Mice and rats are not the most well-known imperiled species, but habitat loss is a huge threat to these animals across the country.
Energy development, housing and urban development, predation by cats, agriculture, water diversions, grazing and water pollution are all contributing to collaboration . Many imperiled species of mice and rats exist now in only 95% of their former ranges.
Beach mice are found along the Gulf and Atlantic coasts in some of the prime habitat also sought out by tourists and resorts.
Both NM meadow jumping mouse and Preble’s meadow jumping mouse are habitat specialists that need riparian areas – habitats that are severely threatened by droughts and water use.
The giant kangaroo rat is the largest of all 20 known species of kangaroo rat, and it is found only in California’s San Joaquin Valley. In the 20th century, as human activity began to expand in the region, the giant kangaroo rat’s population numbers began to plummet.
Defending habitat is extraordinarily important for all these species and we are working across the country to protect both federal and private lands that are home to these mice and rats.
We pioneered a habitat change detection program to look at beach mouse habitat in Florida after Hurricane Michael and found that significant portions of habitat were destroyed. We challenged developments resulting in additional habitat conservation for the Perdido Key and St. Andrew beach mice.
We are engaged in promoting “smart from the start” renewable energy siting to protect the habitats of the kangaroo rats in desert. We are also engaged in on the ground habitat restoration of riparian areas for New Mexican and Preble’s meadow jumping mice, as well as other riparian species.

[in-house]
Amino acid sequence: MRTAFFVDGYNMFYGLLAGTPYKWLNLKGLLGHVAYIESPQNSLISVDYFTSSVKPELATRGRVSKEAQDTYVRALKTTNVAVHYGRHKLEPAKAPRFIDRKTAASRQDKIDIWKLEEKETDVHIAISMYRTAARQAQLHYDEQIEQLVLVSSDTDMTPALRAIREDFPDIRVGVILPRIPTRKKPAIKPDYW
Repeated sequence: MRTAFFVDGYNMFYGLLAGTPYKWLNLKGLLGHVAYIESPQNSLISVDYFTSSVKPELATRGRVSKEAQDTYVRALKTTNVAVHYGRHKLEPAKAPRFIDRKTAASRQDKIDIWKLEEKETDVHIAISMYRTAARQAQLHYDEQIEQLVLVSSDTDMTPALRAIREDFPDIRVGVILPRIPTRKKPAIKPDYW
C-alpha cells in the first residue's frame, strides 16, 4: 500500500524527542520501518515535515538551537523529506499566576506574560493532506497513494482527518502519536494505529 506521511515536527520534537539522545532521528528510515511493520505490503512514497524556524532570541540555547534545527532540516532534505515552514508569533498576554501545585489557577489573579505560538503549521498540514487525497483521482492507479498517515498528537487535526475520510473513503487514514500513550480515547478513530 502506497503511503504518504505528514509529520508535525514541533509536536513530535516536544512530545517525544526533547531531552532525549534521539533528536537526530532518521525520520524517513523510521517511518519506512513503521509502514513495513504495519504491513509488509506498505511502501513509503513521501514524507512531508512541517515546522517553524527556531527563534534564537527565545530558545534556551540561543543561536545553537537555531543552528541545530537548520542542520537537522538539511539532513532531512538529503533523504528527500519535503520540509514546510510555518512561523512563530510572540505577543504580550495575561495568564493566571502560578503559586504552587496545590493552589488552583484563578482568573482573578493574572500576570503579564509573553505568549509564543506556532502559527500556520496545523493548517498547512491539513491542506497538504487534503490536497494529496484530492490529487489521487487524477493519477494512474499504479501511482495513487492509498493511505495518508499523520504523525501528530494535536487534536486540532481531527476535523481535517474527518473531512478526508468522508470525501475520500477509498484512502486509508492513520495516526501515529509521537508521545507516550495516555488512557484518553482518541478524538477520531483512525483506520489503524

We are also fighting to keep Endangered Species Act protections for these species, especially in the face of climate change and continuing habitat loss.
Extensive habitat loss is threatening all these species of mice and rats and even where habitat is protected, domestic and feral cats take a major toll. Unfortunately, many people are not sympathetic to the plights of animals called “mice” or “rats.”
Endangered Species Act
Endangered: Alabama beach mouse, Choctawhatchee beach mouse, St. Andrew beach mouse, Perdido Key beach mouse, Key Largo cotton mouse, Key Largo woodrat, rice rat, New Mexico meadow jumping mouse, giant kangaroo rat
Threatened: Southeastern beach mouse, Preble's meadow jumping mouse
Extinct: the pallid beach mouse found only in northeast Florida was declared extinct in 1993
Protect critical beach habitat by obeying posted signs, staying off dunes, keeping dogs on leash and cats indoors, and use wildlife friendly lighting as beach mice are active at night. Help combat climate change by lowering your emissions with wildlife-friendly renewable energy. Support Endangered Species Act protections and the act itself.
Beach mice are reliant upon sand dune ecosystems with sparse vegetation along the southeast coasts.
Key Largo cotton mice and woodrats are confined to a few locations on Key Largo and the rice rat is found only in the lower keys in Florida.
Meadow jumping mice like vegetated, shrub dominated riparian habitats and immediately adjacent upland habitats, with Preble’s existing in Wyoming and Colorado and in New Mexico.
The giant kangaroo rat lives in the Central Valley of California where habitat is dry and sandy.
Populations are small and severely fragmented, making population estimates difficult for many species.
Many mice and rats spend most of their time in their burrows and only come out for a short time or only come out at night.
Reproduction varies between species in terms of timing, but these small animals have medium-sized litters and high mortality.
Mice and rats eat a variety of seeds and other vegetation found in their habitat, and store food in their burrows to make sure they have enough. If food is scarce, they may eat insects and other invertebrates.